Train 2 from BAHA SOFTWARE is a sequel to the earlier Train game. Train is a port of the Vlak game for IBM PC from 1993.
Drive your cargo train and collect all items on the screen. As you load items, carriages are added to your train. Do not hit the walls or your train. When you load all items, a gate opens and you can proceed to the next screen. To win the game, you must finish all 50 screens. You also play for a high score.
You begin the game with three lives. For each item collected and loaded, you are given 10 points. If you finish a screen, you are awarded 200 points for each remaining life. If you lose a life, 300 points is deducted from your score (a payment for the lost cargo). You get a new life for each 5000 points (max. 9). A new game can begin from any screen you have already reached.
In the main menu, use the stick to move the cursor. Press FIRE to select the highlighted option. During the game, use joystick to change direction of the locomotive. Press FIRE to accelerate. Hit ESC to return to the main menu.
Press SELECT and OPTION to toggle background music (BGM) and SFX.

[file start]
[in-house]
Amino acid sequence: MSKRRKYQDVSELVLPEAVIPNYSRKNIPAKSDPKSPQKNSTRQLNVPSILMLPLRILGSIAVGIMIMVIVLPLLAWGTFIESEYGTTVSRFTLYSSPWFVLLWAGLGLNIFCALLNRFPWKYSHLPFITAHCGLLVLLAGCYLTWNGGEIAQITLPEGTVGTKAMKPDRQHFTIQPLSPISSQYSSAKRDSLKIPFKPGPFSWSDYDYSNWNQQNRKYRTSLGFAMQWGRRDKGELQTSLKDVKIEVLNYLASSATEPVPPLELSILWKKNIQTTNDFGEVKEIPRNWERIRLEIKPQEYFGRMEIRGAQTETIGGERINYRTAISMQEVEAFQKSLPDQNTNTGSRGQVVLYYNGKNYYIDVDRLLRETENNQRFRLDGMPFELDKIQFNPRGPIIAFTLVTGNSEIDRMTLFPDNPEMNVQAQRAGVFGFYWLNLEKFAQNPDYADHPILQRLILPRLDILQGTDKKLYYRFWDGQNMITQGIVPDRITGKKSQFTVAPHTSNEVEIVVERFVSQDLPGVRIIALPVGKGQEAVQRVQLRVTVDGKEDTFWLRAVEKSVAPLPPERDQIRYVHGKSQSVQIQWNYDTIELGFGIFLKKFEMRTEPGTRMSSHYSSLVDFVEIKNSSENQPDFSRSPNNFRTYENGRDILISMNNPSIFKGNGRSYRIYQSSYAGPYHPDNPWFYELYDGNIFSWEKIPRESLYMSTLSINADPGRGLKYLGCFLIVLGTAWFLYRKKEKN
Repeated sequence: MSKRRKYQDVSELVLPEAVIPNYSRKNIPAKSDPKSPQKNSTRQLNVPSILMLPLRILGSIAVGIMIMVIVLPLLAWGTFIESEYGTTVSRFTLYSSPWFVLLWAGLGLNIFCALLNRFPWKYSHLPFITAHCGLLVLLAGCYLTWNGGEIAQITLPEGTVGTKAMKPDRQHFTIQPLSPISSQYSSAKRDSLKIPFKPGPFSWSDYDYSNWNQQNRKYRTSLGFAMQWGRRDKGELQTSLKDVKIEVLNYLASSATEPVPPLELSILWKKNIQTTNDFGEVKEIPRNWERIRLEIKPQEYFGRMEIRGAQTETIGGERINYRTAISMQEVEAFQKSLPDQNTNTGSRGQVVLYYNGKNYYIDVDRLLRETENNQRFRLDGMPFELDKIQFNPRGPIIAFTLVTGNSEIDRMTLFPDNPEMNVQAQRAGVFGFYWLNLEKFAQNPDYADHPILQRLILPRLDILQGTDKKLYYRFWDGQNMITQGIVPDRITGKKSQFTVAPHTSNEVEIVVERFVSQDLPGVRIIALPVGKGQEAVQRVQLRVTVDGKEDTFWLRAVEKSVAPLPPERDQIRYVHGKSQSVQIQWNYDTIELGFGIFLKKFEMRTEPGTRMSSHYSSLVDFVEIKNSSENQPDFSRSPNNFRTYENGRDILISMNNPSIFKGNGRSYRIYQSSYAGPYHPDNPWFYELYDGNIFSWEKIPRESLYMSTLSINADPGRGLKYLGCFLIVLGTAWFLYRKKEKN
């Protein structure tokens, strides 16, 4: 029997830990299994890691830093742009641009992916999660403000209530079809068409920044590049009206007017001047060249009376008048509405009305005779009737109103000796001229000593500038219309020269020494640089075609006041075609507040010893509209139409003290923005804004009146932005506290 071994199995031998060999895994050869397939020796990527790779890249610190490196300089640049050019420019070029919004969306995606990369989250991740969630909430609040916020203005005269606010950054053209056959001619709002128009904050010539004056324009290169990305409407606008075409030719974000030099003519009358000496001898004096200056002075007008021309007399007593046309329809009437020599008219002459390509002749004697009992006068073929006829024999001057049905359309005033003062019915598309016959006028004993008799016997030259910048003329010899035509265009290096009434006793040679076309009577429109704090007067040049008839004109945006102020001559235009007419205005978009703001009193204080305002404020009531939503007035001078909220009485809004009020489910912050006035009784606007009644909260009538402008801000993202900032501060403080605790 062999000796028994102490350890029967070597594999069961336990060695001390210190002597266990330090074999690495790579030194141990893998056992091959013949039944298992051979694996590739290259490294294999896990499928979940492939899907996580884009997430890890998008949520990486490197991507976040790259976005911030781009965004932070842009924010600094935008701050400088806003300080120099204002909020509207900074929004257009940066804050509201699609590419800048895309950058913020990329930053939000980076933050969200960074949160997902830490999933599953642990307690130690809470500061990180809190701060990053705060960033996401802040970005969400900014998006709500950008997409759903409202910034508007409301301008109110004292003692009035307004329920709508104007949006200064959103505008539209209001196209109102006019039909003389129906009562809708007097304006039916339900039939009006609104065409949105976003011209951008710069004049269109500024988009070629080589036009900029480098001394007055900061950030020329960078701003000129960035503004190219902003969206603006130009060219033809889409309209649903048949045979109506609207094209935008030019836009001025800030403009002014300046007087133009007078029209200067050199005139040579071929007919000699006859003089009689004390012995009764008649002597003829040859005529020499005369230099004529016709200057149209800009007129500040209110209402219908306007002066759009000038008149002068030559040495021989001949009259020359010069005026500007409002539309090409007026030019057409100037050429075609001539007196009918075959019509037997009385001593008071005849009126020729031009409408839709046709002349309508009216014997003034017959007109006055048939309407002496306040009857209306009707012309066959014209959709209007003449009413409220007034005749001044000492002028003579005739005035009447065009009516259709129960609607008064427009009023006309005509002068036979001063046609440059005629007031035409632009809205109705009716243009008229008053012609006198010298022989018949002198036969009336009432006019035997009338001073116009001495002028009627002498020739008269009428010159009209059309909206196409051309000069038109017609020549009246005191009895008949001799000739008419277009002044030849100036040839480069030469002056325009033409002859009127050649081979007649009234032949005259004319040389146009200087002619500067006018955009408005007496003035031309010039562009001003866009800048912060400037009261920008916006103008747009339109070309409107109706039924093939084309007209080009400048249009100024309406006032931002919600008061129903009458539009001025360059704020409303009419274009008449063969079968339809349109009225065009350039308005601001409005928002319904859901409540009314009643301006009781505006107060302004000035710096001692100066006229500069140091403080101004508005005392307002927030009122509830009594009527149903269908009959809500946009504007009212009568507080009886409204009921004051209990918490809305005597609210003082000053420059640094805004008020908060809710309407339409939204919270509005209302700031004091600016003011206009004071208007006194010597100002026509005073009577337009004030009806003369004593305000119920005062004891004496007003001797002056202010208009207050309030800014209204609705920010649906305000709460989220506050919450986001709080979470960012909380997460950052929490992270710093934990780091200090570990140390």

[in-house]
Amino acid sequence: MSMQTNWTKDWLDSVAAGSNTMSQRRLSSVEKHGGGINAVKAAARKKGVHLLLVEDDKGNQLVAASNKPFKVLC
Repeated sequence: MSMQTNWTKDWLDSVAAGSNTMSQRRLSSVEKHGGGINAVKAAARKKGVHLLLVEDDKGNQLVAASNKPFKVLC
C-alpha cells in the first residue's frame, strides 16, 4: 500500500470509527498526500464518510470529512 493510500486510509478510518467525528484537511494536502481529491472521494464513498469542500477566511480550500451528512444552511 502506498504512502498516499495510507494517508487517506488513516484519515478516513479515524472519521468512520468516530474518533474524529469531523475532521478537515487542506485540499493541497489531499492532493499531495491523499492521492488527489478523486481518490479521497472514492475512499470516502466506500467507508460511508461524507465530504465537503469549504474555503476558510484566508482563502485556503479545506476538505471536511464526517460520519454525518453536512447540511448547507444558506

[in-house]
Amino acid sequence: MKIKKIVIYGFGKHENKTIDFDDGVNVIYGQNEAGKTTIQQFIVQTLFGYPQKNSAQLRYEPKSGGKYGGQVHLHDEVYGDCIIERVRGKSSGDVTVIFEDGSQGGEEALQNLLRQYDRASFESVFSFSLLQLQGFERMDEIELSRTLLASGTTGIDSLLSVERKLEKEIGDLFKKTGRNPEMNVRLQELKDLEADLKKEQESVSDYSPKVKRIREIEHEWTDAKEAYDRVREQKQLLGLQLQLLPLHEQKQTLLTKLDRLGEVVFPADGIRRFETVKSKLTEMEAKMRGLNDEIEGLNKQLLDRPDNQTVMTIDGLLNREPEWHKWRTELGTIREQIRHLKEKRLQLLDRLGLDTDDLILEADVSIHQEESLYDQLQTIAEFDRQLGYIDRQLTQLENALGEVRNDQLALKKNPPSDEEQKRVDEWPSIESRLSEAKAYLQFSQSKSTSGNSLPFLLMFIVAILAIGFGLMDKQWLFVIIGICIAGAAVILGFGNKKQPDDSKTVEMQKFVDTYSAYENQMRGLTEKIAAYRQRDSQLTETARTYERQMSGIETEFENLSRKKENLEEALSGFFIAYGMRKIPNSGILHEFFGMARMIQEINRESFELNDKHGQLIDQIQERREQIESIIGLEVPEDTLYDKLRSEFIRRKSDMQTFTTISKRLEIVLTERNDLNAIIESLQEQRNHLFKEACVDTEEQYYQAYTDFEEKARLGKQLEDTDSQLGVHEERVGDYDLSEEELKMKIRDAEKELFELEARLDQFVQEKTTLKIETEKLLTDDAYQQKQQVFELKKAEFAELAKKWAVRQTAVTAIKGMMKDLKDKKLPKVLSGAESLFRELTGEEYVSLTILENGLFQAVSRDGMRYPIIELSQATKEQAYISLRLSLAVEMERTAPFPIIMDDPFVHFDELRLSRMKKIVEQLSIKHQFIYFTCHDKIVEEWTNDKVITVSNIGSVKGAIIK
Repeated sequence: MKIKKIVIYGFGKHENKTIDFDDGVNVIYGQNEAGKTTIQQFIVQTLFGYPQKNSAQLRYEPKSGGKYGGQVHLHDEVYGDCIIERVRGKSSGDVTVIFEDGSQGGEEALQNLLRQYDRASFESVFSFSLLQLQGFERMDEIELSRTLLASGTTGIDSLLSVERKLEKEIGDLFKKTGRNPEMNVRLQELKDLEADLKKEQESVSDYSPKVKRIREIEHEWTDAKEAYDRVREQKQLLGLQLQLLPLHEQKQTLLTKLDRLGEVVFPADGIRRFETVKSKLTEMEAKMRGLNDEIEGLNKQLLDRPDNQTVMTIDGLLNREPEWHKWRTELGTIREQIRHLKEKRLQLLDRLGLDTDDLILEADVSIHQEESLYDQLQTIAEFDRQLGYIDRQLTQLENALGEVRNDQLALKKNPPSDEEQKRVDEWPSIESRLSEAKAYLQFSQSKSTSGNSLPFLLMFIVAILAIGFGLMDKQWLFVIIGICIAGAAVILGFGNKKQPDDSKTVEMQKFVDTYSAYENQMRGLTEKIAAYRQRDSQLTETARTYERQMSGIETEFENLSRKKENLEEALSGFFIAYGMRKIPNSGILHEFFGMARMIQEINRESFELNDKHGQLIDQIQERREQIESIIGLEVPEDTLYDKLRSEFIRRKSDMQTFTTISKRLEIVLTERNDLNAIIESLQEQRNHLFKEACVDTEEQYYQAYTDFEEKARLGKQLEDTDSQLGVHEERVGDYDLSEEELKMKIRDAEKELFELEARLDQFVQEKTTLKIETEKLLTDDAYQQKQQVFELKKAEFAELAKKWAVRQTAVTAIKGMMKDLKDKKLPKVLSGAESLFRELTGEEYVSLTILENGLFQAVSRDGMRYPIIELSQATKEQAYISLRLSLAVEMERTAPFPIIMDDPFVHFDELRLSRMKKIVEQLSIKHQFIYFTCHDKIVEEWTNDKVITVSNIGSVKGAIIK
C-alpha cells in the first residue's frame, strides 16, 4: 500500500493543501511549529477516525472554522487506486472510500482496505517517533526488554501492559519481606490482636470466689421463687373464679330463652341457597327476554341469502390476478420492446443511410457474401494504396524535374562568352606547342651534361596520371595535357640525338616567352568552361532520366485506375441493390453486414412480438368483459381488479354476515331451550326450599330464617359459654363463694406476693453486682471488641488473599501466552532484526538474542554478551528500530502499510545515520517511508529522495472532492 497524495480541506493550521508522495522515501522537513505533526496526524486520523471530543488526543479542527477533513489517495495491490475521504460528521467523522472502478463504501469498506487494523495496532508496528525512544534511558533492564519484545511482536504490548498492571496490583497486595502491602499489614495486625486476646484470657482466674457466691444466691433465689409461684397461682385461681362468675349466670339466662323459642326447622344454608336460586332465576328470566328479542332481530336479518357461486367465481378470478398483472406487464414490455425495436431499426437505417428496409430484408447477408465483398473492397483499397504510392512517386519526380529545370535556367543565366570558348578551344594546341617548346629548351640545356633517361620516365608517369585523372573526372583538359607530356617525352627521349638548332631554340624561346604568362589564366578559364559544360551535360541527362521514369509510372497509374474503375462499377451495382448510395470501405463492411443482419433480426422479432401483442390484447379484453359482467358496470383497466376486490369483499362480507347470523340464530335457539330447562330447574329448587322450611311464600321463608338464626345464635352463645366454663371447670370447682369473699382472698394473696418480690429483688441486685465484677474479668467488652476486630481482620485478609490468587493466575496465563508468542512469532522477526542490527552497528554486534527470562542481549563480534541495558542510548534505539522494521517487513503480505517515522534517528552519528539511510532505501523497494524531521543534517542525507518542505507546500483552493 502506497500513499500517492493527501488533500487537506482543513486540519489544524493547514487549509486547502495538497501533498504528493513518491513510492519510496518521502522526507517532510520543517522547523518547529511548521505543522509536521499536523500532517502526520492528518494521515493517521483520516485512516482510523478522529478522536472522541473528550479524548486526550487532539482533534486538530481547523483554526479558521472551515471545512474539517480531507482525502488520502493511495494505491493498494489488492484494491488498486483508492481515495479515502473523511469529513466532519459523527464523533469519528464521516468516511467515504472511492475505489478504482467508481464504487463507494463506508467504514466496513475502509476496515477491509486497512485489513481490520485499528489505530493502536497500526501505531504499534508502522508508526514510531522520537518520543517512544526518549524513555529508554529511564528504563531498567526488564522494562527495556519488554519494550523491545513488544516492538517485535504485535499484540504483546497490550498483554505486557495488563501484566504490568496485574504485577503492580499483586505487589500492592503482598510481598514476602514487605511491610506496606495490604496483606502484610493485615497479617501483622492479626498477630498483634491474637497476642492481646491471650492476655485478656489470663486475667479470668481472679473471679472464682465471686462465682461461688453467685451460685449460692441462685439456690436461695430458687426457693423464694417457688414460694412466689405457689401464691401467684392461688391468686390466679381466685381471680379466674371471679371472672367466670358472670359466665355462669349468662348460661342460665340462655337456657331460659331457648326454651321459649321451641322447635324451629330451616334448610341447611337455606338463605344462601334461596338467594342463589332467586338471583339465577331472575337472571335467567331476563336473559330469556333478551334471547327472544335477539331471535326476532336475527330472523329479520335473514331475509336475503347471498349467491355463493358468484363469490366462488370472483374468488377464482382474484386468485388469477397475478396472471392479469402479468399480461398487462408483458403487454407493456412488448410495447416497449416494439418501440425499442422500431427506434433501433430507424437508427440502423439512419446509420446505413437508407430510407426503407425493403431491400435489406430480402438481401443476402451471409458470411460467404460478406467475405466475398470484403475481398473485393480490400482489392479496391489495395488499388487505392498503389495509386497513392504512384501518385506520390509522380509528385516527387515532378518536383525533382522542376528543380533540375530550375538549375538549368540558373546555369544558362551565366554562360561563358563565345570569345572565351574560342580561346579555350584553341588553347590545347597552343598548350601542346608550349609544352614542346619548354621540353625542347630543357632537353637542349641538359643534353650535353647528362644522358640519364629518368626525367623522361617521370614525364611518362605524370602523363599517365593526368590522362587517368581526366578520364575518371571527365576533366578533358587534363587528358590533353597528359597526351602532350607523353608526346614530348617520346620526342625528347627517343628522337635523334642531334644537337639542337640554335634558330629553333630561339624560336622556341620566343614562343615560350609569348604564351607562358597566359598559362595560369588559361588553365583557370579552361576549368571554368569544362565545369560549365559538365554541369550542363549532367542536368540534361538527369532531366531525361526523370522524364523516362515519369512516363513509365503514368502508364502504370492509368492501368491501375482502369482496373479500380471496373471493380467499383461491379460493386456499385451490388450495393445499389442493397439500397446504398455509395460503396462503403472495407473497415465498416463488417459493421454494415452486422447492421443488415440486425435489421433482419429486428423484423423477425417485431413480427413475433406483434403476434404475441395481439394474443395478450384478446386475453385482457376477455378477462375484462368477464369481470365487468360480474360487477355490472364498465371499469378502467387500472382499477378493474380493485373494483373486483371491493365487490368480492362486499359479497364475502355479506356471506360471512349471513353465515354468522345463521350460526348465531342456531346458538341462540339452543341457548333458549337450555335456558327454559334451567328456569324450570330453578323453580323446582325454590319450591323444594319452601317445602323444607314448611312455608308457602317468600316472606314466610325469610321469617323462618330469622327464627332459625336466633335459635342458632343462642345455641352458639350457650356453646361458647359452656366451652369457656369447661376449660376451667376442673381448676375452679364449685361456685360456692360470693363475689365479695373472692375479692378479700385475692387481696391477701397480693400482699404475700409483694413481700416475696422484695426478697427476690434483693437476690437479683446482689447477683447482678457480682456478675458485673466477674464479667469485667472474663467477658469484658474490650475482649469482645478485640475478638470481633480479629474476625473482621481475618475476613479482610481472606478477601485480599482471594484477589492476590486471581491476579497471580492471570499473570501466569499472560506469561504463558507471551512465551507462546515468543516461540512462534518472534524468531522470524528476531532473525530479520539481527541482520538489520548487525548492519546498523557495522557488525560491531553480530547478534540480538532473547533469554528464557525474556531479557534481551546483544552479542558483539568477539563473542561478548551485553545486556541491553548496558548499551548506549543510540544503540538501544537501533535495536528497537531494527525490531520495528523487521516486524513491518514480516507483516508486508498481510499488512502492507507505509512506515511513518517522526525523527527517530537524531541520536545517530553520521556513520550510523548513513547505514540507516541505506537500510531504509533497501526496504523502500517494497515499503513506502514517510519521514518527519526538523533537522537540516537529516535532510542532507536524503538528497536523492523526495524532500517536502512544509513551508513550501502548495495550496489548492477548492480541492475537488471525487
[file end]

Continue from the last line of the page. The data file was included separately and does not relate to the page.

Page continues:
This FLOP issue also includes a remastered version of the prequel game. You can enjoy the old screens with all features provided by the new engine, together with new music composed by the relentless HardCore.
The idea of porting the VLAK game crossed Peter's (HardCore's) mind at ByteFest 2016. The very first data created was Peter's RMT music.
Michael Kalouš (Baktra) wrote the code in CC65 combined with assembler. It is Michael's first Snake-like game. The NetBeans IDE was used for development.
All screens were designed by Peter, using a special editor running on PC. The editor was developed by Michael in Java.
The surprise mentioned above is Peter's idea that was presented with spiteful smile.
Michael's reactions to the increasing size of Peter's RMT file.
"... but if it significantly increases the size of the RMT file, you will experience something much worse than a programmer carrying a soldering gun :-) ... "
"Congratulations! You have just cut off the Atari 800 owners."
In the end, all went well. The soldering iron stayed in the locker and the Atari 800 owners can play the game too.